It’s becoming increasingly clear that the only goal now in Hollywood is to gain market power in distribution or must-have content production, and then use that monopoly power to reduce the quality of output and reduce the bargaining leverage of artists. Even the agents, who are supposed to represent artists, are getting into the vertical integration game. The net effect is higher prices, less pay to artists, a less creative industry, and ultimately, the death of the Hollywood ecosystem of storytelling.
Such a dynamic isn’t just a problem in terms of a more arid artistic world, but is a political and national security problem. We learn a lot from our movies and TV shows, including about politics and geo-politics. The U.S. military tends to subsidize movies that make them look good; with fewer producers of movies, such subsidies will have more impact, and perhaps make it less likely artists criticize the state or powerful corporations. But the free expression problem imports overt government censorship into America and the entire West.
The centralization of power in a few studios and chains is global. In 2015, the U.S.-China Security Review Commission noted that Hollywood now obeys Chinese censors pretty much all films, even those made and distributed solely in the West. Unless this system is restructured, it is unlikely we will see any critical depictions of Chinese government actors again, which has parallels to the Studio System in the 1930s pandering to Nazi Germany.
Can Hollywood Be Saved?
So what now?
Earlier this year, billionaire Barry Diller pronounced Hollywood “irrelevant.” In the old days six companies controlled the market, and if someone else got big enough to matter, a studio bought the new player. “In other words,” he said, “it used to be if you could get your hands on a movie studio, you were sitting at a table with only five other people.”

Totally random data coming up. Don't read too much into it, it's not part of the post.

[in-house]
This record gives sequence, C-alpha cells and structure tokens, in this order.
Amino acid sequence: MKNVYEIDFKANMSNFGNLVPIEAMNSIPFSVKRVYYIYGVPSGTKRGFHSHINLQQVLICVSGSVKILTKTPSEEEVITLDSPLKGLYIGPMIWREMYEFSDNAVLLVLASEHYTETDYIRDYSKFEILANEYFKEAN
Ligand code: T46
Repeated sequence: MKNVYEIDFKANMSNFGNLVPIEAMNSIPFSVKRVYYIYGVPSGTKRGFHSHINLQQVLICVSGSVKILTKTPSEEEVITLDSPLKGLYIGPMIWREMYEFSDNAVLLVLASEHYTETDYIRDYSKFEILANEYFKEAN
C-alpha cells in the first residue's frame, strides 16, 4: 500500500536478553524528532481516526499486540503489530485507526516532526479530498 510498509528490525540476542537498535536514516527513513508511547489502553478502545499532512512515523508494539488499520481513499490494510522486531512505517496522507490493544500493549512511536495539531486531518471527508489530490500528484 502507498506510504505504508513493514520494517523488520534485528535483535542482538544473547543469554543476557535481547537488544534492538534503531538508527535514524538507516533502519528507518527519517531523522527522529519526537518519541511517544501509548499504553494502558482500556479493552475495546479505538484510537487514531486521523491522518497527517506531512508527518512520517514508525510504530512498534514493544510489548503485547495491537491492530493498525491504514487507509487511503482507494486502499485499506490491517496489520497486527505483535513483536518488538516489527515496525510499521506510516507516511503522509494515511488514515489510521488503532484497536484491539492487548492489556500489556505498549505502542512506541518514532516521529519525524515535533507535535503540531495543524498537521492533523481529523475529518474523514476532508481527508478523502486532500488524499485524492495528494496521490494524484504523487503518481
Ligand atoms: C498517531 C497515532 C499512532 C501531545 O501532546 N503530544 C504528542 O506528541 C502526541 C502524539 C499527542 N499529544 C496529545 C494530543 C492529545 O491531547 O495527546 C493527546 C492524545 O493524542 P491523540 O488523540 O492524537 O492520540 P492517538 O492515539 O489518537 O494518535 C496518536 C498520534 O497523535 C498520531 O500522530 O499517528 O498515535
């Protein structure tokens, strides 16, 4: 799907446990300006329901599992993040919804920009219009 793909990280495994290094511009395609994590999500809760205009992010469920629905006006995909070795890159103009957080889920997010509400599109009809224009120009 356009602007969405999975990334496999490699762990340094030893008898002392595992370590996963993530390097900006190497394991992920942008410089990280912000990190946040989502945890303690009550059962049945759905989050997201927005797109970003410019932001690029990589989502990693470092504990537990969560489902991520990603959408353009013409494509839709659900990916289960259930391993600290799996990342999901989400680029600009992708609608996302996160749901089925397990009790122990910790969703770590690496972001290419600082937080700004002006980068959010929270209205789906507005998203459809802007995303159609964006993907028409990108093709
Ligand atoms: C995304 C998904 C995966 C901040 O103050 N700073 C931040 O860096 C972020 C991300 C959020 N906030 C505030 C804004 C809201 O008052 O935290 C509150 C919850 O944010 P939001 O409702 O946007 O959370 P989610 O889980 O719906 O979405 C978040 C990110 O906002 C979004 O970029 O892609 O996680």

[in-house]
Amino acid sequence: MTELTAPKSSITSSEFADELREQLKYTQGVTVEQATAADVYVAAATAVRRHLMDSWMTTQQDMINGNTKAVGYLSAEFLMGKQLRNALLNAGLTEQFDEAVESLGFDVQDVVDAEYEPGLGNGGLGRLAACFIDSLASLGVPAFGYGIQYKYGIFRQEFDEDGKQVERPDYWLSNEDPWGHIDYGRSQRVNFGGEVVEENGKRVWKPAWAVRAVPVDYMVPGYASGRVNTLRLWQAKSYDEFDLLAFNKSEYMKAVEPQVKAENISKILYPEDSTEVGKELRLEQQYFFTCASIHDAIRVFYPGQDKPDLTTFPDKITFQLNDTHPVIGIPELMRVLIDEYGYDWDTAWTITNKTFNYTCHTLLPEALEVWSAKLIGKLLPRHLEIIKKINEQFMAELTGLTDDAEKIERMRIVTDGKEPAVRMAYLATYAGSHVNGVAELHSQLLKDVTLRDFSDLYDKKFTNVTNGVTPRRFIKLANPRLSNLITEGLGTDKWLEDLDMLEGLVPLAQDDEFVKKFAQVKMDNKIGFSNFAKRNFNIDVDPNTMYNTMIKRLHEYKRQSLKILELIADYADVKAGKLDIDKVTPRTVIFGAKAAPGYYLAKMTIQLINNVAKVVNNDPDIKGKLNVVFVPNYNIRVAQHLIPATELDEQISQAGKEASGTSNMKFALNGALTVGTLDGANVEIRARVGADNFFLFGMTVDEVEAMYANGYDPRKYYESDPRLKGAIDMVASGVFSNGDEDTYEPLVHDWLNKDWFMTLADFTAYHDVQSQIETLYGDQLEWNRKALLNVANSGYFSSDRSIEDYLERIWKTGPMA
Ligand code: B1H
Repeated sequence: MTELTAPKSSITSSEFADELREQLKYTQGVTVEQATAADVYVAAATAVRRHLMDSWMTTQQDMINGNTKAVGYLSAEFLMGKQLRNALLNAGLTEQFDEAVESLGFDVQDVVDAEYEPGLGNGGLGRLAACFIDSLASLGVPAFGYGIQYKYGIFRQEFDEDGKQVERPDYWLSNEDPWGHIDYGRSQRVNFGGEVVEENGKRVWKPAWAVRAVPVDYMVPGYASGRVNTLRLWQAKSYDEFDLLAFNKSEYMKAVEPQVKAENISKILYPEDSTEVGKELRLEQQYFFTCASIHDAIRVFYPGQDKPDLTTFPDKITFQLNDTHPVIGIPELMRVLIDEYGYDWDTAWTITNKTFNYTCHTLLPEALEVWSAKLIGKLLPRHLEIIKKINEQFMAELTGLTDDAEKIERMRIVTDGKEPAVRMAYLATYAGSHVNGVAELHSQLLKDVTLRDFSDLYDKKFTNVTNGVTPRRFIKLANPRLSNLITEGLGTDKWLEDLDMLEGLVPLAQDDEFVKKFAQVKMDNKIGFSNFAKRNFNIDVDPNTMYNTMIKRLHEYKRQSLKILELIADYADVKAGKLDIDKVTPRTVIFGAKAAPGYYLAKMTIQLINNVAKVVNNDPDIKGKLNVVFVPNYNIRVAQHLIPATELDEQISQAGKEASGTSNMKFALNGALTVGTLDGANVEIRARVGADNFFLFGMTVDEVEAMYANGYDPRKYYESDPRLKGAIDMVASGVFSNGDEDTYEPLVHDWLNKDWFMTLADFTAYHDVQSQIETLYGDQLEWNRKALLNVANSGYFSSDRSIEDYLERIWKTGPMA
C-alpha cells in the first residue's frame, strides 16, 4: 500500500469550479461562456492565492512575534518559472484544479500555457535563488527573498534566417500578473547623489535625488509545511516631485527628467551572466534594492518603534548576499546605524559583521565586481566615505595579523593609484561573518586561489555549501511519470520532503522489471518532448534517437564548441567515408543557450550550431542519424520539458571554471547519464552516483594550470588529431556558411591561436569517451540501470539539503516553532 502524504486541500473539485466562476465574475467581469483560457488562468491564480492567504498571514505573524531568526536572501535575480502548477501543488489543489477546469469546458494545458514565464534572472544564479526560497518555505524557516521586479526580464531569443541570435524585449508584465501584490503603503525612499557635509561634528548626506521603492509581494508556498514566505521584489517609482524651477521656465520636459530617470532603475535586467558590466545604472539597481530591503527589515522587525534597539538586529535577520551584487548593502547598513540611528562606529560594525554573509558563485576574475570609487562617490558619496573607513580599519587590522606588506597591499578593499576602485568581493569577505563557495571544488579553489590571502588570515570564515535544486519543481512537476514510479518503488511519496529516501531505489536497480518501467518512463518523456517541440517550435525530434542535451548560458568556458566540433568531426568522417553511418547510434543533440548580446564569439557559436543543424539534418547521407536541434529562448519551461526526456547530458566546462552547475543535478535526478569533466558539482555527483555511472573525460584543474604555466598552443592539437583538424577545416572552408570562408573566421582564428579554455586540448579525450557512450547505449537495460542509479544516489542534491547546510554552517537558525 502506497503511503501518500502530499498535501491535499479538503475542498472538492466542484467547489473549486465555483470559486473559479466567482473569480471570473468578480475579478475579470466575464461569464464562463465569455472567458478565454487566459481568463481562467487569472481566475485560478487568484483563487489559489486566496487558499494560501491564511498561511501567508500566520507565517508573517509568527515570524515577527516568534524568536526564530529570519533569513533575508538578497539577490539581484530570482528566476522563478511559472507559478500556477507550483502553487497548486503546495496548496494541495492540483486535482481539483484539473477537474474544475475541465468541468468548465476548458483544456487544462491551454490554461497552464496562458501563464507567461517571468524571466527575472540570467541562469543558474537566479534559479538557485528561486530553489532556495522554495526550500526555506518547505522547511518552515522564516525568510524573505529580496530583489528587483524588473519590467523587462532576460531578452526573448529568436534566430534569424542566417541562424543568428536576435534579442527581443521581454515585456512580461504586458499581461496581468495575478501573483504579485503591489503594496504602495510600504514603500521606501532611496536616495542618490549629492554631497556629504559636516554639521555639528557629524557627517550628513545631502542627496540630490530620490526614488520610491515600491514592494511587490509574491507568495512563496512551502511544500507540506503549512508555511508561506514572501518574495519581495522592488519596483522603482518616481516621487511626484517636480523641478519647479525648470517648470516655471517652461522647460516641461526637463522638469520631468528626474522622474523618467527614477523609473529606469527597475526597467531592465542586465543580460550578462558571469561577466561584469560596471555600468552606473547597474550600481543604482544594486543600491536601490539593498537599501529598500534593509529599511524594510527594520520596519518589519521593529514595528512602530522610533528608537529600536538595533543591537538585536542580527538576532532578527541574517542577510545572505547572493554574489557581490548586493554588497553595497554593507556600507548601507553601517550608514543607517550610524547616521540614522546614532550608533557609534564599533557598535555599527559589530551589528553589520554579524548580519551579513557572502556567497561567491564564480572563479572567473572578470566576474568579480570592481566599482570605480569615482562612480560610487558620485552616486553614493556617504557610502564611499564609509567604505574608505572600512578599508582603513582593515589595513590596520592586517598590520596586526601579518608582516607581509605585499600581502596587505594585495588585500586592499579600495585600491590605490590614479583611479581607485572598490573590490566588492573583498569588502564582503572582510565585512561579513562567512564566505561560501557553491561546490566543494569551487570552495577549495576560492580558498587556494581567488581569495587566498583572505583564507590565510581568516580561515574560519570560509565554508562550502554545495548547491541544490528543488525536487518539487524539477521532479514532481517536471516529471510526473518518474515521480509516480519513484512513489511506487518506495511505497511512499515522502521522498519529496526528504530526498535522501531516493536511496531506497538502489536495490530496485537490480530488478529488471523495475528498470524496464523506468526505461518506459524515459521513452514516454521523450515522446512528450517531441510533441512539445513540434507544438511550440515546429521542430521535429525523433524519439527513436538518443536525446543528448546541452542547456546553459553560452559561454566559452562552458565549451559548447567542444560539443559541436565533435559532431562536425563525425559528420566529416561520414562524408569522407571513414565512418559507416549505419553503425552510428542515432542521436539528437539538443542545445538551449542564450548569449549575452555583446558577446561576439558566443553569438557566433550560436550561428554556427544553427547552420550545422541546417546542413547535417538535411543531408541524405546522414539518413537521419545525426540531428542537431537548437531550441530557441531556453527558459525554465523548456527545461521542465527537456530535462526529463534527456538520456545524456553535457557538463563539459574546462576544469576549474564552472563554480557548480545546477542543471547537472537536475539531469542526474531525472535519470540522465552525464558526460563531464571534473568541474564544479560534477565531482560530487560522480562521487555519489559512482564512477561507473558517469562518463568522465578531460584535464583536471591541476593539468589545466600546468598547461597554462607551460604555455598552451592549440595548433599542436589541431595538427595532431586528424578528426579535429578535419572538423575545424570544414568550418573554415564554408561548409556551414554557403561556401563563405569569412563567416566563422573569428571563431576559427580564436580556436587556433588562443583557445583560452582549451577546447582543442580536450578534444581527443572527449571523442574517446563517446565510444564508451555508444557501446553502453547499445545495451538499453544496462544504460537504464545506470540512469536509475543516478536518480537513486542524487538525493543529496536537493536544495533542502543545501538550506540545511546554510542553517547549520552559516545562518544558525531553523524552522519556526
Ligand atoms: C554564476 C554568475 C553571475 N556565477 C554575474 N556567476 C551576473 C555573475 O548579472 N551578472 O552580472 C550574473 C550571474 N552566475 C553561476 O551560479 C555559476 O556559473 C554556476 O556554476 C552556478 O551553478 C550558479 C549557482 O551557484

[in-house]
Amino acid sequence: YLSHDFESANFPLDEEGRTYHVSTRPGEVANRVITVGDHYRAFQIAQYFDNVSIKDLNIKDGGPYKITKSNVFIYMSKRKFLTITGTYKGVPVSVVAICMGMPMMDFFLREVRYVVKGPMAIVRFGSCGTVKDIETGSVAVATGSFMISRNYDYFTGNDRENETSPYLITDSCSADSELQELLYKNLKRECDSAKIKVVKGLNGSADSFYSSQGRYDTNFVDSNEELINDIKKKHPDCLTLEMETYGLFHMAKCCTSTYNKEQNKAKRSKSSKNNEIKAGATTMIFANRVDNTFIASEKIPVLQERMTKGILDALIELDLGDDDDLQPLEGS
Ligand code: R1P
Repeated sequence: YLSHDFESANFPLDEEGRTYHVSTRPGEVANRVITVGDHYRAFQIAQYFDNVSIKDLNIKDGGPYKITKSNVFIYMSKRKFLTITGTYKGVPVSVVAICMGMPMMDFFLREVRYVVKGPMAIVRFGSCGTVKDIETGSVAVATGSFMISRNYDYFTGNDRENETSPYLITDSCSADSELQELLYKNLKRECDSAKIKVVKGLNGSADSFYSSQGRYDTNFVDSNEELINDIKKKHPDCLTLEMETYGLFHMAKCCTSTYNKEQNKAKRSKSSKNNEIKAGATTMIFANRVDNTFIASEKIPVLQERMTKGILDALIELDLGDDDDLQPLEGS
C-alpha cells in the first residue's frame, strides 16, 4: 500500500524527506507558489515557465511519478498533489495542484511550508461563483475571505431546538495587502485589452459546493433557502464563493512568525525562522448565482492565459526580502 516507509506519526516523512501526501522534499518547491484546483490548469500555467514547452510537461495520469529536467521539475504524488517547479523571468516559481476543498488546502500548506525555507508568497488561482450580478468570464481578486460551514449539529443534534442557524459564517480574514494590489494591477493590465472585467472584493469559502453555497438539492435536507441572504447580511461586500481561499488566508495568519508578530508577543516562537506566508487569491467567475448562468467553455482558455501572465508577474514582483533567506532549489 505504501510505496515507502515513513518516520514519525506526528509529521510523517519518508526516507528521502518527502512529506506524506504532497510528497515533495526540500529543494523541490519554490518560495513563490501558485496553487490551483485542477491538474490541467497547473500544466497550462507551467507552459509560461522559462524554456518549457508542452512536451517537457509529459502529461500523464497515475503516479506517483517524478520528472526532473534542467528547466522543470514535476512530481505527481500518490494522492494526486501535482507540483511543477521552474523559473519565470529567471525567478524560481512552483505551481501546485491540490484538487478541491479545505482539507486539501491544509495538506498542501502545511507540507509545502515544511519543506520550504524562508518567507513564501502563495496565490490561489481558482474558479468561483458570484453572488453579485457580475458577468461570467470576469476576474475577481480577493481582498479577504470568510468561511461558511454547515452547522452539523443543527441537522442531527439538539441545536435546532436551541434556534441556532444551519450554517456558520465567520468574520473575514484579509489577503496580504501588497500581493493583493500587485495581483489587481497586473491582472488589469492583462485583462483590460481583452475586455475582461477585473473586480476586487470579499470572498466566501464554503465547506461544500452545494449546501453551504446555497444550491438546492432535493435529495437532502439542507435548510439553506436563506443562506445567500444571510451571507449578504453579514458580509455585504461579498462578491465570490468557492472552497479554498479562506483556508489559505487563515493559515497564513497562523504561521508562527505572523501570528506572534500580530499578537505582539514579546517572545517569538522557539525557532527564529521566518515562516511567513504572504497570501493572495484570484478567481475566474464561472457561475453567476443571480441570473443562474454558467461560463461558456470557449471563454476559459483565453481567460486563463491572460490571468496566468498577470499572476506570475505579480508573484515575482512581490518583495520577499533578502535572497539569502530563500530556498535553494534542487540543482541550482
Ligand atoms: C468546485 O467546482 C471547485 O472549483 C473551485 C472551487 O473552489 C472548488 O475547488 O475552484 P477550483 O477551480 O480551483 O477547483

Today, Amazon and Netflix are too big and powerful to be bought, and have found a way to produce and distribute content that studios can’t touch. “Those who chase Netflix,” he said, “are fools.”
This is a very billionaire-y perspective, and like all billionaires who made their money in the 1980s, Diller chooses to ignore the impact of public policy on industry structure, and how power was broadly shared. But there’s a grain of important truth in what he’s saying. The old system *is falling apart,* and a new far more concentrated one is emerging.
But there’s no reason we have to build a highly concentrated storytelling industry on top of the internet, which used to be the most decentralized communications technology ever imagined in human history. The answer to the question of whether Hollywood can be saved is a resounding YES. Fundamentally, streaming is a commodity service; Netflix isn’t anything special, it’s just a good infrastructure service which has morphed into a monster attempting to control our access to content. Disney is just trying to become a monopoly studio of branded must-have content, and reproduce Netflix’s power. Movie chains are too big. And so on and so forth. These are all just politicalchoices.
In other words, we should aim to restore open markets for content again. This means separating out the industry into production, distribution, and retailing. We should probably ban predatory pricing so Netflix isn’t dumping into the market. And we should probably begin a radical decentralization of chains and studios.
This is all possible. We’ve done it before, and we can do it again. I love movies, and I think Hollywood is worth saving. And while I wouldn’t recommend “The Hangover III,” great comedies help us see ourselves as the absurd creatures that we really are.